AIP Member and Affiliated Societies convene to discuss areas of mutual concern at the annual Assembly of Society Officers. Session topics range from challenges/innovations in scientific publishing to public policy issues, from supporting/growing the membership base to trends in philanthropic giving, from supporting science education to promoting science as a viable career choice to a diverse population. The Assembly is also a forum where Member and Affiliated Society representatives can become better acquainted and share ideas.
2014 Assembly of Society Officers
Thursday, March 27, 2014
(RSVP by March 20 for the meeting. If you need lodging, fill out the RSVP form by March 10.)
9:30 am SESSION I: Cultivating the membership-base in the private sector
Presentations, small group discussion, panel discussion
A significant fraction of individuals with a degree in the physical sciences work in the private sector. These scientists (especially early-career scientists) generally become lost to the professional societies, which tend to gear their products and services to the needs of those working in academia. Conferences, scholarly journals, academically-focused mentoring and networking are some of the benefits that their members highly value. Scientists employed in the private sector typically do not get the same degree of personal or professional development that comes from membership in a disciplinary society. Nevertheless, there are opportunities for societies to better serve scientists in the private sector. This session will explore ideas for bridging the gap between scientific professional societies and potential members who work in the private sector. The session will draw heavily upon input from scientists who work or have worked in industry, while also using examples from societies that have had success for reaching out to early-career professionals in industry and/or increasing their industrial membership.
Chair and session organizer: Steven Lambert, APS Industrial Physics Fellow
An Industrial Physicist's Perspective
- Robert Doering, Texas Instruments
Societies' Industrial Focus
- Bridget Rogers, AVS, Chair of Manufacturing Science and Technology, Associate Professor at Vanderbilt University (14 years’ experience at Motorola)
- Melissa Russell, OSA, Chief Industry Relations Officer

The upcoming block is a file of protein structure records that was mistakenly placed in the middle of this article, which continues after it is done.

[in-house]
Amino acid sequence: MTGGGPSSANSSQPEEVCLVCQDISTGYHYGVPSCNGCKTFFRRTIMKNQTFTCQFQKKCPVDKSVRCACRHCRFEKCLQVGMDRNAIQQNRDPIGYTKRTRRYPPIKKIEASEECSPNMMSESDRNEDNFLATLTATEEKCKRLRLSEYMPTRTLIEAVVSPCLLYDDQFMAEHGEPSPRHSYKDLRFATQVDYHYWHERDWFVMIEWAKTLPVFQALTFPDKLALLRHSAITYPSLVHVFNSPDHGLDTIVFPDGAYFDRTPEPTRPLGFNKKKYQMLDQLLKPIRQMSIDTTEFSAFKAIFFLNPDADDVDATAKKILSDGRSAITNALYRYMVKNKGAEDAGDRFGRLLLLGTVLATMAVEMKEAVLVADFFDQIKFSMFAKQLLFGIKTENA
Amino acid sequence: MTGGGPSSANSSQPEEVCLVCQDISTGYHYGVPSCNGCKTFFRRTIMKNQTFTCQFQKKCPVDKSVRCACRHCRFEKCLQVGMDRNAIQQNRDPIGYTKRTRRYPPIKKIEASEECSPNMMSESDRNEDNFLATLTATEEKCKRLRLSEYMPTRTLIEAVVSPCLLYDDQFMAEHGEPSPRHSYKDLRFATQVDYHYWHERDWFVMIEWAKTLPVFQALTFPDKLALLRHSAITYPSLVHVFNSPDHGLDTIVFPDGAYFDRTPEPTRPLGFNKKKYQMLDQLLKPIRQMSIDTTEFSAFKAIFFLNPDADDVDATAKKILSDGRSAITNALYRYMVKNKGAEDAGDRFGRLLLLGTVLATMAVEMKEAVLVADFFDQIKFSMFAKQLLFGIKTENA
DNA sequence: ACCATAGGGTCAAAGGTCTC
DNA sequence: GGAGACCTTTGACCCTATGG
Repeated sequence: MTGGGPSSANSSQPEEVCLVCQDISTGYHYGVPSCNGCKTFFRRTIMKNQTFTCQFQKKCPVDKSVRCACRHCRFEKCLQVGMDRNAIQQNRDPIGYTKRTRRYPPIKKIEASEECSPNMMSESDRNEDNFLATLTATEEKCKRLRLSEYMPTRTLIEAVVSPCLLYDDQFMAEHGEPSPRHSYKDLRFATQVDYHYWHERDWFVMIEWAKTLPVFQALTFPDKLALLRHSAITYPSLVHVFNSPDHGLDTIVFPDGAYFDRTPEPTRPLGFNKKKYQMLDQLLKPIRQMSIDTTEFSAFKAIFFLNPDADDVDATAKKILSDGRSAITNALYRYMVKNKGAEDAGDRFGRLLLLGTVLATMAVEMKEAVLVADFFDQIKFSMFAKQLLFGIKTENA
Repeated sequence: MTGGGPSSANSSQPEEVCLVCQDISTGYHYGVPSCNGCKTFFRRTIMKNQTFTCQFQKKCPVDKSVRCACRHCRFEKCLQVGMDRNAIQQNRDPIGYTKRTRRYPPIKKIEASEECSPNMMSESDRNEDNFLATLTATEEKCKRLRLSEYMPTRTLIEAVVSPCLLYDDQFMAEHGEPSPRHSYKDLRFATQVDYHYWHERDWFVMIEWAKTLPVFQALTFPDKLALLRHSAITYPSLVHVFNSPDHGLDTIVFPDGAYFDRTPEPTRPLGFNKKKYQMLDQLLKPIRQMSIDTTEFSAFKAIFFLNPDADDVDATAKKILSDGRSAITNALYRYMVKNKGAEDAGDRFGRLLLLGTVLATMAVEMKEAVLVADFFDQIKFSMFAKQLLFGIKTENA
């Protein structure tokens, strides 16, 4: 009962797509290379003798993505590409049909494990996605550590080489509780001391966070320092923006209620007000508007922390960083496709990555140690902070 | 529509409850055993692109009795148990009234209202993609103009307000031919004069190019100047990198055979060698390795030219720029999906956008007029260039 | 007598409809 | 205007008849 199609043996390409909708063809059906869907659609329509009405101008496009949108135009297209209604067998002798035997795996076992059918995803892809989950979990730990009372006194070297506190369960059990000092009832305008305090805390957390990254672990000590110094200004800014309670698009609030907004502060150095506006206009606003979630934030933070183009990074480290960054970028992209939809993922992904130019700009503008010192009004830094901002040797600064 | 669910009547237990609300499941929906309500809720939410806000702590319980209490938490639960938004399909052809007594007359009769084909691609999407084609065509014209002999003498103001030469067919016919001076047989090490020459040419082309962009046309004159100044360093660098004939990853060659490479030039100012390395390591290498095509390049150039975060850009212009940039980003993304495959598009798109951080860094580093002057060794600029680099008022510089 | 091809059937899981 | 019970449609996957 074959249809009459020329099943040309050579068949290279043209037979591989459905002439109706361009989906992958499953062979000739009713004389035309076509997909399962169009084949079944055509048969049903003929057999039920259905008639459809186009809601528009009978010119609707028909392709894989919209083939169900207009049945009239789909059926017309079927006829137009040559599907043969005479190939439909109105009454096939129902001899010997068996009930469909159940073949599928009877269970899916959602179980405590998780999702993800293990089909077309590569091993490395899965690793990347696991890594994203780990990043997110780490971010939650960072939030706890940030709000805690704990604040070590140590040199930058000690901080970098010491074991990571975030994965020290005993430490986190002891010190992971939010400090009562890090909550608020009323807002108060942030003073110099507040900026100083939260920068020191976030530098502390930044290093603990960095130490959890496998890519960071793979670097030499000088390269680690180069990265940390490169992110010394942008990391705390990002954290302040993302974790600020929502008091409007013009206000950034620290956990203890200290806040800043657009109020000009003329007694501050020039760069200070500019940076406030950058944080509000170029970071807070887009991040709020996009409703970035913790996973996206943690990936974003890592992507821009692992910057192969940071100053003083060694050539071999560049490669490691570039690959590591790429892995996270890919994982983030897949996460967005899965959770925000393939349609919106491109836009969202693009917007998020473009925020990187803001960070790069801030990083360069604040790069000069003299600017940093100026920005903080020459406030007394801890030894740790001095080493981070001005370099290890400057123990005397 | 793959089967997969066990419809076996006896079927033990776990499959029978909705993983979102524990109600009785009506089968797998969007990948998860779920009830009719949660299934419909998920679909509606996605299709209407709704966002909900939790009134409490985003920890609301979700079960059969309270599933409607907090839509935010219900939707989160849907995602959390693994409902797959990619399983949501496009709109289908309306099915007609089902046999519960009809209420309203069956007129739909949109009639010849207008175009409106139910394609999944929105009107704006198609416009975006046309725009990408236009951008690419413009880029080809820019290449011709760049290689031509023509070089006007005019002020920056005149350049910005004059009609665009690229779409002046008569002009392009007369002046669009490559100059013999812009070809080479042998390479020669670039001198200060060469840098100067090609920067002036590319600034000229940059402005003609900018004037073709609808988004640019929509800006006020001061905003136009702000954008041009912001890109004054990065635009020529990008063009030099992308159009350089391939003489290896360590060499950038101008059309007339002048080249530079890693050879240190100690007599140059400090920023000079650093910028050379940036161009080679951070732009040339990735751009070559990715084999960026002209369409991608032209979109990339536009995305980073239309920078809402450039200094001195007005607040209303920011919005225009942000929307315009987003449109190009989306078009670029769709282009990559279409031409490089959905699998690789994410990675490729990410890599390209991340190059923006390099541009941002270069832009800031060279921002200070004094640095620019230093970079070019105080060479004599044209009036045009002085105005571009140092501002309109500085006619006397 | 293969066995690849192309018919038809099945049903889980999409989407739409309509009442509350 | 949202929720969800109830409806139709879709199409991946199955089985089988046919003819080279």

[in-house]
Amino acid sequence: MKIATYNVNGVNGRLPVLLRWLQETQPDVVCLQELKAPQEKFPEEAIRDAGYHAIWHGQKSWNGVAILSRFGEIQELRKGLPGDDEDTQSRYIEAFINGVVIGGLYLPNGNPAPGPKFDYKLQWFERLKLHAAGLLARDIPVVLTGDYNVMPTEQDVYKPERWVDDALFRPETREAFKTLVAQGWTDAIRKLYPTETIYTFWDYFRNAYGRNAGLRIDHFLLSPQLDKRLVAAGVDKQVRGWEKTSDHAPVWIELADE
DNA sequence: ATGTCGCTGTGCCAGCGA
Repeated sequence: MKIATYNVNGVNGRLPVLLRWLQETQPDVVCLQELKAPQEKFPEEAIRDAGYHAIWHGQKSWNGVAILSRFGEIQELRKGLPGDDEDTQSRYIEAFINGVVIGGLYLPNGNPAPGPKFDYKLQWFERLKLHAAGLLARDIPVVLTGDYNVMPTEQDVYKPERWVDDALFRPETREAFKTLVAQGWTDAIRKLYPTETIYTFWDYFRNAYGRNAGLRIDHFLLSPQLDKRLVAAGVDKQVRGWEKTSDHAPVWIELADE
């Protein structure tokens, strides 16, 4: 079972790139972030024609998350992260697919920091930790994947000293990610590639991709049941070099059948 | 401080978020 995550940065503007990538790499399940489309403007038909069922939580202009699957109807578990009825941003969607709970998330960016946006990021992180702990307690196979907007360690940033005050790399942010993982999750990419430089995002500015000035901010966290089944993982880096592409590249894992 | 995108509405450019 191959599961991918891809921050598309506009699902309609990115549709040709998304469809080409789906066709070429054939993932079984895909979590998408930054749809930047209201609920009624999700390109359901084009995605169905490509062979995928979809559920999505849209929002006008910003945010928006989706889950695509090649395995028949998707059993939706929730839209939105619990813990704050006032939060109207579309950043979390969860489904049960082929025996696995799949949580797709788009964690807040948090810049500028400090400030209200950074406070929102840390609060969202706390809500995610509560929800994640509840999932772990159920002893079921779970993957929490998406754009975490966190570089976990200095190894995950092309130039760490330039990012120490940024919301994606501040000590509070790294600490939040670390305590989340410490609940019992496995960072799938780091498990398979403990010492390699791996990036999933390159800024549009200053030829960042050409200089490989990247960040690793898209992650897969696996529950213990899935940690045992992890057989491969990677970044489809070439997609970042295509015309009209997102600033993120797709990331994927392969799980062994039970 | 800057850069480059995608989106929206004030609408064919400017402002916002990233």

- David Harwell, ACS, Assistant Director of Industry Programs
Engagement with Early Career Physicists
- Crystal Bailey, APS, Education and Careers Program Manager
12:45 pm SESSION II: Programs for retaining middle school students’ interest in science
Presentations, panel discussion
In countries all over the world, student interest in science wanes during middle school—especially, but not exclusively, for girls. These crucial years characterize a fissure in the STEM pipeline; ultimately limiting the STEM educated workforce. There are a number of creative, innovative, and high-impact programs underway that aim to tap the interest of young people before they self-select out of science. Panelists will discuss inventive, informal science education programs that involve scientists, teachers, and/or families focused on recruiting and retaining young students in STEM. Professional societies can play a central role in engaging the informal science community to grow the effort, retaining middle school student interest into high school science and beyond.
- Larry Bell, Senior Vice President for Strategic Initiatives, Museum of Science, Boston
- Richard Tankersley, Program Director, Division of Graduate Education, National Science Foundation
- Rebecca Thompson, Director of Public Outreach, American Physical Society
Middle School Outreach from the Harvard Smithsonian Center for Astrophysics
- Philip Sadler, Director, Science Education Department, Harvard Smithsonian Center for Astrophysics
2:45 SESSION III: Public Access Developments and Implications for Scholarly Publishing
Presentations, panel discussion
This session will look at the publishing community’s response to the February 22 OSTP directive to federal funding agencies to develop plans for public access to the published research works that arise from government funding. How will such plans affect the scholarly publishing enterprise? Talks will include an update in public access policy and a discussion of the measure’s economic implications for the publishing industry. How are publishers coping in the short-term and what long-term strategies seem promising for future revenues?
- David Crotty, Senior Editor, Oxford University Press
- Howard Ratner, Executive Director of CHOR, Inc
- David Martinsen, Senior Scientist, Digital Publishing Strategy, American Chemical Society